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One of the more daft policy proposals floating around Canadian politics at the moment is Andrew Scheer’s idea of creating a federal ombudsman for legal gun owners.

“I would like there to be an entity, a person with some authority to interact with government, with officials, to advocate on behalf of firearms owners,” Mr. Scheer said while campaigning for the job of Conservative leader last year. It’s a position he still holds as Leader of the Opposition.

The notion that the nation’s target shooters and hunters are so hard done by that they need a special representative in Ottawa is truly astonishing. Do they really deserve to be treated with the consideration reserved for war veterans, Armed Forces members and the victims of crime, all of whom have federal ombudsmen in their corners?

Not in the least. What’s next? An ombudsman for sport-fishing enthusiasts?

As mad as it is, the call for an ombudsman epitomizes the myth of the persecuted gun owner favoured by lobby organizations like the Canadian Coalition for Firearm Rights, and by politicians like Mr. Scheer who are eager to win their support.

You could see the myth at play again this week, after the federal government tabled gun-control reforms that are being brought in to counter a rise in gun-related offences and homicides that has occurred, perhaps coincidentally, since the Harper government relaxed the rules in 2014.

Among other things, the new bill would: make gun sellers keep a record of every sale, including the name of the buyer; oblige the seller of a non-restricted firearm to verify that the buyer has a valid permit; and make background checks deeper and more vigorous.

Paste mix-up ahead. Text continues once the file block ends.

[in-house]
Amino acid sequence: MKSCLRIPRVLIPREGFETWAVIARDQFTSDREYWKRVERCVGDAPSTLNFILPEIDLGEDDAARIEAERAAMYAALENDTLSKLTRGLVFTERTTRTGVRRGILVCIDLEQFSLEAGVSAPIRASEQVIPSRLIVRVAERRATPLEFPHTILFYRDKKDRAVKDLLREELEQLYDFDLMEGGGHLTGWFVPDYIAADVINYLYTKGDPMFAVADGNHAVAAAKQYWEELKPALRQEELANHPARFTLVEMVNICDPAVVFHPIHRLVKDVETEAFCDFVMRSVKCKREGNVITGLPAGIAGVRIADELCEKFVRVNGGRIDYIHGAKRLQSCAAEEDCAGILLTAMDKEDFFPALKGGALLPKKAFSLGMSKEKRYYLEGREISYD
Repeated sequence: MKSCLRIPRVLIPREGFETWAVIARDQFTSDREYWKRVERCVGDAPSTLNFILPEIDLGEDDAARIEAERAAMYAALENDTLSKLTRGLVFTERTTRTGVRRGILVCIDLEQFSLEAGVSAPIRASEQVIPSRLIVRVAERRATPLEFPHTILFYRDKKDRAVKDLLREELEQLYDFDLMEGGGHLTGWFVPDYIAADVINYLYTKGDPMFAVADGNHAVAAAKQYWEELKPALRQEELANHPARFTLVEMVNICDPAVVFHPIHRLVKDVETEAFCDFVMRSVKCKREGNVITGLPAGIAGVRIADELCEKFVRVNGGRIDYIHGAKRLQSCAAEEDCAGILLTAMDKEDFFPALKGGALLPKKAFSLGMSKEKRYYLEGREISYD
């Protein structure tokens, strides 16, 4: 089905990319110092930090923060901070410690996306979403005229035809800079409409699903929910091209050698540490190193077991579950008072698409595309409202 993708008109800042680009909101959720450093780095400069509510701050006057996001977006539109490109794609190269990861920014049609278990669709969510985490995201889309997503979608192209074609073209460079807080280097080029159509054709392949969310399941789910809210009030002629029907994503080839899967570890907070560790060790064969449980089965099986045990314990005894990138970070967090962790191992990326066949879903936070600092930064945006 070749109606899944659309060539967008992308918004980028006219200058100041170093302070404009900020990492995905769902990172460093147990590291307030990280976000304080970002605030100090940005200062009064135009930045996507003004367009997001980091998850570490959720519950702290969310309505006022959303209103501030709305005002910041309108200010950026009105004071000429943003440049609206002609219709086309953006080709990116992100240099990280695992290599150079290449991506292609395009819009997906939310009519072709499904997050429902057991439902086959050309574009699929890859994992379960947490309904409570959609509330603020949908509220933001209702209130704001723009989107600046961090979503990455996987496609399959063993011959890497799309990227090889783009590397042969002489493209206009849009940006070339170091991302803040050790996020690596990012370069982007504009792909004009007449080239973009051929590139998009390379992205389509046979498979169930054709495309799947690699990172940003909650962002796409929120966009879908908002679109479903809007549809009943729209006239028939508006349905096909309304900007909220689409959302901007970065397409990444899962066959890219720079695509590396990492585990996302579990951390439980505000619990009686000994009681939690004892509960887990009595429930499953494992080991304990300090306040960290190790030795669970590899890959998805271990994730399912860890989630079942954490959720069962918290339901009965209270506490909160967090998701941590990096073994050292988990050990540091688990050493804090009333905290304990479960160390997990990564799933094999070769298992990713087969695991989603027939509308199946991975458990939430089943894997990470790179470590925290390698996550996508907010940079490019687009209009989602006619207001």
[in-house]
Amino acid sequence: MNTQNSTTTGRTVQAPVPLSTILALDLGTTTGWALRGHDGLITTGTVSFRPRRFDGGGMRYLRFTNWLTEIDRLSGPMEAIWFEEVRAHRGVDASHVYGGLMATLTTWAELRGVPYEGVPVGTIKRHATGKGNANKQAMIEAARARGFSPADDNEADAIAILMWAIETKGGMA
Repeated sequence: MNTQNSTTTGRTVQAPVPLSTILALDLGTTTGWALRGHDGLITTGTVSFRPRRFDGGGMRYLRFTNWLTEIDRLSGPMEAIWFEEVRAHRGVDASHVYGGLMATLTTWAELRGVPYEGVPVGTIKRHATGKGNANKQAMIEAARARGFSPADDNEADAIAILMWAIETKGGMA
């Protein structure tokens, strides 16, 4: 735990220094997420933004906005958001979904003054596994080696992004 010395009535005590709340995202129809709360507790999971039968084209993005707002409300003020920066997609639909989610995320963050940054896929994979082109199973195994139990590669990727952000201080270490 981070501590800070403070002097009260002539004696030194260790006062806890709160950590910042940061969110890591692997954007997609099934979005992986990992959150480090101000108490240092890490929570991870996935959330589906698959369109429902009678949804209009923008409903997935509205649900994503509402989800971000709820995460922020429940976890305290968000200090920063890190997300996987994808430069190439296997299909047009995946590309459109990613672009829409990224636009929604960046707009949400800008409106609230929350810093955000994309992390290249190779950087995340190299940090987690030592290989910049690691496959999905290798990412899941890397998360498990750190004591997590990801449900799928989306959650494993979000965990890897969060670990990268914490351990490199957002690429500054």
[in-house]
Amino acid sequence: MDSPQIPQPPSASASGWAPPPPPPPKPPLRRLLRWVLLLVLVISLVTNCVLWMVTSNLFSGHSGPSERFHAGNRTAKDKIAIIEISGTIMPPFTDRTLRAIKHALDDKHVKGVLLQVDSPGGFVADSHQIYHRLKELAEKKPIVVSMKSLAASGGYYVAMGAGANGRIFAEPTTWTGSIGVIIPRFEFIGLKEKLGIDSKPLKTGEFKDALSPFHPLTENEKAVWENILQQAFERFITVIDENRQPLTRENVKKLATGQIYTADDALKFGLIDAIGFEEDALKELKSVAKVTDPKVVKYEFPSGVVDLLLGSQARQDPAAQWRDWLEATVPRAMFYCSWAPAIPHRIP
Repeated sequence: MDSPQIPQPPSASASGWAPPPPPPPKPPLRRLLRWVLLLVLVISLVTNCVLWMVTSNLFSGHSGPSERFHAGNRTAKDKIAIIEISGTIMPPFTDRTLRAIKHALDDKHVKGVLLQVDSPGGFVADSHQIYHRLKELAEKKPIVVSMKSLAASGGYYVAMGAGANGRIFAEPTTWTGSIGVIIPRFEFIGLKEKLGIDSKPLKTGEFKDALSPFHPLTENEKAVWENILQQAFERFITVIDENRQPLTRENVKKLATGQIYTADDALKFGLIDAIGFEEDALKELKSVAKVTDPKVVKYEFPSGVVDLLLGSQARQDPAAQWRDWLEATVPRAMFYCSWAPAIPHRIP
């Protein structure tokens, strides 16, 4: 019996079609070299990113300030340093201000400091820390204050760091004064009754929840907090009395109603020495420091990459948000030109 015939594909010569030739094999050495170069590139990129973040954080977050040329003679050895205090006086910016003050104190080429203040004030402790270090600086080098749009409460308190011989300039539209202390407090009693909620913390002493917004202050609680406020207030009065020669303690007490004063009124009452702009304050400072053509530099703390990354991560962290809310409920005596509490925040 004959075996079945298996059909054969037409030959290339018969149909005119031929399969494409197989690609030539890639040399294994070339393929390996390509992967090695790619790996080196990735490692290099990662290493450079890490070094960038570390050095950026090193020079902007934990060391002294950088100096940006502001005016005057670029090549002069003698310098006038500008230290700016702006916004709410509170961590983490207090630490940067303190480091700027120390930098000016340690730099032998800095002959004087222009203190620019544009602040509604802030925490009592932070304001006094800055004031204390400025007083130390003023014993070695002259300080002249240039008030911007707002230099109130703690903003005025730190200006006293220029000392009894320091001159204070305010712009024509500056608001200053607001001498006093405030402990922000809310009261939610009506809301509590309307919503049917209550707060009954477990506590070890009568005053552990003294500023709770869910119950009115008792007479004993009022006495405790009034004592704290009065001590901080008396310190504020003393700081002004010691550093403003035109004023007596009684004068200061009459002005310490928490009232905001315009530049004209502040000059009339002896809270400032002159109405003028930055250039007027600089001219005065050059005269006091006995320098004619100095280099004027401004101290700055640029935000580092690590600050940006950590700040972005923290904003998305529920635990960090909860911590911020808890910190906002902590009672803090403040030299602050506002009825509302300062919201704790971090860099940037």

It would also require owners to get a permit to transport certain firearms to a gun show or for repairs, an additional bit of annoying paperwork.

The reaction? The bill “targets Canada’s most vetted citizens,” the CCFR said on its website in all-caps. Critics accused the government of “hassling” legal gun owners.

It’s maddening. Canadian firearms enthusiasts live in a country where it is easy to buy, own and transport a hunting rifle or shotgun, and almost as easy to build a large collection of more exotic weapons, including semi-automatic rifles of the kind so often used in American mass shootings.

Yes, you have to get a permit. And certain weapons have to be registered with the police, such as semi-automatic rifles and pistols used for target shooting. There are also controls on how gun owners can transport their firearms, and how they must store them in their home.

But that is what a gun-control regime does: It lets people enjoy firearms while balancing that right with the need to minimize the public-health risks inherent in the widespread ownership of lethal weaponry.

Those risks are obvious when you look at the extreme case of the United States, where gun control is lax to the point of non-existence. Improperly stored weapons kill thousands in the U.S. every year, toddlers included. Rules that allow a teenager to walk into a gun shop and walk out an hour later with an AR-15 are a proven recipe for disaster.

And so Canada sets rules, and those rules necessarily target legal gun owners. And then every time the federal government tightens those rules as part of an effort to reduce rising gun offences, gun-rights advocates complain of being persecuted for the crime of being law-abiding.

That’s frustrating. Gun control wasn’t designed to fight crime or disarm gangs. Its role is to oversee the safe legal ownership of firearms, to limit the consequent public-health risks and, as much as possible, to prevent legal guns from falling into the wrong hands through theft, poor screening or carelessness.

If gun violence is rising partly because the wrong people are getting legal firearms, then it makes sense for the government to revisit the rules.

If the proposed changes irk you, by all means fight against them. But gun owners have no reason to feel persecuted. It’s not personal. Gun control is a balancing act in our society, and everyone needs to play their part.

When you consider that the other side of the equation is that gun control can never be perfect, and that, for instance, a legally owned gun was used by its legal owner in the slaughter at a mosque in Quebec City last year, playing the victim seems even less appropriate.

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